Box bolsters security and visibility with AT&T, intros Metadata Templates

Box is also boosting cross-enterprise visibility as well as Security and Event Management (SIEM) integrations with HP and Splunk.
Written by Rachel King, Contributor

SAN FRANCISCO — As it prepares for its public debut on Wall Street soon, Box is stepping up the marketing game to promote itself as a fully fledged enterprise collaboration platform versus just another cloud storage locker.

"Many still think of us as still delivering enterprise file sync-and-share,” acknowledged Whitney Bouck, senior vice president of marketing at Box. "But that’s not where all the value is. In fact, everyone should be doing this.”

At BoxWorks 2014 on Thursday morning, Bouck said that Box’s platform now boils down to the following four pillars: core collaboration, governance, automating processes (via Workflow, introduced on Wednesday), and advanced security.

"Content is one of our most important business assets,” posited Bouck, "It represents the decisions you make, the products you sell, and it might even be the product you sell.”

Along those lines, Bouck unveiled Metadata Templates for enabling advanced search across the Box platform, driving more consistency and “findability” for similar content stored on Box.

On Wednesday, the Los Altos, Calif.-headquartered company opened its annual sales summit with a set of new products designed for reforming business processes in the cloud altogether.

Box for Industries, for example, is being targeted toward a dozen verticals from energy to manufacturing for accelerating innovation regardless of the industry. Box wants to tailor cloud-based collaboration tools by industry based on specific opportunities via industry-specific apps, implementation and domain expertise — all to be built on top of and powered by the Box platform.

"Content is one of our most important business assets,” posited Bouck, "It represents the decisions you make, the products you sell, and it might even be the product you sell.”

However, despite being one of Box's most touted characteristics as an enterprise-grade cloud storage platform certified for healthcare and legal matters, security was curiously absent from Wednesday’s discussion. Company execs followed up during a press conference after the opening keynote, promising security would be front and center on Thursday.

Bouck further apologized that security "didn’t come out as clearly" on Wednesday, starting by introducing Information Rights Management, a series of permissions for centralized control over confidential content on any device via “trusted viewing” and “trusted ecosystem.” These designations are intended to reduce risks of data leakage by ensuring content shared via smart links cannot be edited or even downloaded from the Box cloud.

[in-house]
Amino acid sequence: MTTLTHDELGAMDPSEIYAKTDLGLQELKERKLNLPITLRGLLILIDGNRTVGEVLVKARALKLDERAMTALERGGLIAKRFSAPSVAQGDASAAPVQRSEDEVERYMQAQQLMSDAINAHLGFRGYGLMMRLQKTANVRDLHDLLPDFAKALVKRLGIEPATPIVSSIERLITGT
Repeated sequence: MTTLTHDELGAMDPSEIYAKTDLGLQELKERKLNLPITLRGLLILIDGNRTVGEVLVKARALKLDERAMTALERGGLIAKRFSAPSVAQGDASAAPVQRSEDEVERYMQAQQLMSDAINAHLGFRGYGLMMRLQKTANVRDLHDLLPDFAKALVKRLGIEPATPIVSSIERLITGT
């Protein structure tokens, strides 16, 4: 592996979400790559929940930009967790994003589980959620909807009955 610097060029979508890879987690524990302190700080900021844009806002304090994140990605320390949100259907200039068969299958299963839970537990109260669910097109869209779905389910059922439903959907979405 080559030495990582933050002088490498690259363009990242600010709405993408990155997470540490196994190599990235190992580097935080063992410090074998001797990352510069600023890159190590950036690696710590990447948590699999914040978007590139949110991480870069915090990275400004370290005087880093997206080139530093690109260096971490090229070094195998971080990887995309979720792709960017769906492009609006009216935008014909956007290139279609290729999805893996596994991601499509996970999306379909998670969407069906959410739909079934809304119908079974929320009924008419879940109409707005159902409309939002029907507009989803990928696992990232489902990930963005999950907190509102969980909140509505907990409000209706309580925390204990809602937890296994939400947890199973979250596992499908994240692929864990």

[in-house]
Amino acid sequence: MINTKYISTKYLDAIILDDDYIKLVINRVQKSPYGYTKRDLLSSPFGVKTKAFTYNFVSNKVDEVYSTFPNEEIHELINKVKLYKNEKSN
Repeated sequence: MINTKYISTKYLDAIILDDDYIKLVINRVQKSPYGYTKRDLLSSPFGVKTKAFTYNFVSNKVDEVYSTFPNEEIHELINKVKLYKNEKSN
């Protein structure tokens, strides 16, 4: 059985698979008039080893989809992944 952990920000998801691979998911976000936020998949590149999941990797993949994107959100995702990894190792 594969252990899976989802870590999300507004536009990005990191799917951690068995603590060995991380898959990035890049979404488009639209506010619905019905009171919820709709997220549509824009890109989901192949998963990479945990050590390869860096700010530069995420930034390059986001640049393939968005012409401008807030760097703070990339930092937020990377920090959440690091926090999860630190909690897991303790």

Users will also be able to define how specific documents and information are accessible for viewing and editing for regulated periods of time via Box Retention Management.

Scheduled to roll out by the end of the year, documents stored in Box can now be designated as records, meaning that any file tagged with a retention policy can't be permanently deleted from Box. However, IT admins can also set up retention periods governing how long documents are saved on Box with the ability to automatically archive or delete file at the end of those timeframes.

Box is also boosting cross-enterprise visibility and preparing for new Security and Event Management (SIEM) integrations with HP and Splunk.

Improving upon Box’s existing audit trail for shared content, Bouck said reporting capabilities will include visibility about employees invited to collaborate in folders on Box instances owned by a partner or customer.

Box is shoring up its platform overall through a new integration with AT&T Toggle and NetBond for cloud-based corporate workspaces and virtual private networks, respectively.

Abhi Ingle, senior vice president of advanced solutions at AT&T Mobility and Business Services, remarked that its customers love workflow and agility promised by cloud and mobile. "But they always feel like they’re trading off against security, control, and visibility,” Ingle lamented.

Using NetBond, Box customers will be able to use the Box platform as if it were on their own corporate networks. Toggle takes BYOD matters a step further, allowing Box users to manage Box mobile apps while also being able to access content (documents, etc.) stored on Box without having to leave Toggle.

Both AT&T-Box integrations are scheduled to launch in 2015.

Image via The Box Blog

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